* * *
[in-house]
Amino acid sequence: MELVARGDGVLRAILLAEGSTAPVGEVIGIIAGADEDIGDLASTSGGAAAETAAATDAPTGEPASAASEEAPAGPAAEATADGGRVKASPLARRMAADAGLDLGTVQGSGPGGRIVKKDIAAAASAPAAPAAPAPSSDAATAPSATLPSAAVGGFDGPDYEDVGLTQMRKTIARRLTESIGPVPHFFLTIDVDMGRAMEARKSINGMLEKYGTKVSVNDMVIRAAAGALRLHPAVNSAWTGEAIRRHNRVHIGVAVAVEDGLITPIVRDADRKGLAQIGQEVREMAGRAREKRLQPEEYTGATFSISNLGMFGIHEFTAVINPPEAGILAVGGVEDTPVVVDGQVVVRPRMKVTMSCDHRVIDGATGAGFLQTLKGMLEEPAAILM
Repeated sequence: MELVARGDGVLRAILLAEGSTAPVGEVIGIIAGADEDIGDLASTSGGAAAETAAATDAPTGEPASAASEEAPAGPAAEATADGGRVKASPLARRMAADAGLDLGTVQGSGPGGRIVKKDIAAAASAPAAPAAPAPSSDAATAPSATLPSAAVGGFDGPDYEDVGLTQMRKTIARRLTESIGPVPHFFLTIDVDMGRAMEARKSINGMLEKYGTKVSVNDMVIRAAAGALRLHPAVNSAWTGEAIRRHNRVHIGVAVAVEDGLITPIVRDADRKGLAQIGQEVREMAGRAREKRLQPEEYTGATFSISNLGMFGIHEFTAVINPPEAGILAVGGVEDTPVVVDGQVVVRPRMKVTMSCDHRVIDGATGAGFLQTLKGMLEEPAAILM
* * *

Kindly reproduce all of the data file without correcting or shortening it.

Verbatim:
[in-house]
Amino acid sequence: MELVARGDGVLRAILLAEGSTAPVGEVIGIIAGADEDIGDLASTSGGAAAETAAATDAPTGEPASAASEEAPAGPAAEATADGGRVKASPLARRMAADAGLDLGTVQGSGPGGRIVKKDIAAAASAPAAPAAPAPSSDAATAPSATLPSAAVGGFDGPDYEDVGLTQMRKTIARRLTESIGPVPHFFLTIDVDMGRAMEARKSINGMLEKYGTKVSVNDMVIRAAAGALRLHPAVNSAWTGEAIRRHNRVHIGVAVAVEDGLITPIVRDADRKGLAQIGQEVREMAGRAREKRLQPEEYTGATFSISNLGMFGIHEFTAVINPPEAGILAVGGVEDTPVVVDGQVVVRPRMKVTMSCDHRVIDGATGAGFLQTLKGMLEEPAAILM
Repeated sequence: MELVARGDGVLRAILLAEGSTAPVGEVIGIIAGADEDIGDLASTSGGAAAETAAATDAPTGEPASAASEEAPAGPAAEATADGGRVKASPLARRMAADAGLDLGTVQGSGPGGRIVKKDIAAAASAPAAPAAPAPSSDAATAPSATLPSAAVGGFDGPDYEDVGLTQMRKTIARRLTESIGPVPHFFLTIDVDMGRAMEARKSINGMLEKYGTKVSVNDMVIRAAAGALRLHPAVNSAWTGEAIRRHNRVHIGVAVAVEDGLITPIVRDADRKGLAQIGQEVREMAGRAREKRLQPEEYTGATFSISNLGMFGIHEFTAVINPPEAGILAVGGVEDTPVVVDGQVVVRPRMKVTMSCDHRVIDGATGAGFLQTLKGMLEEPAAILM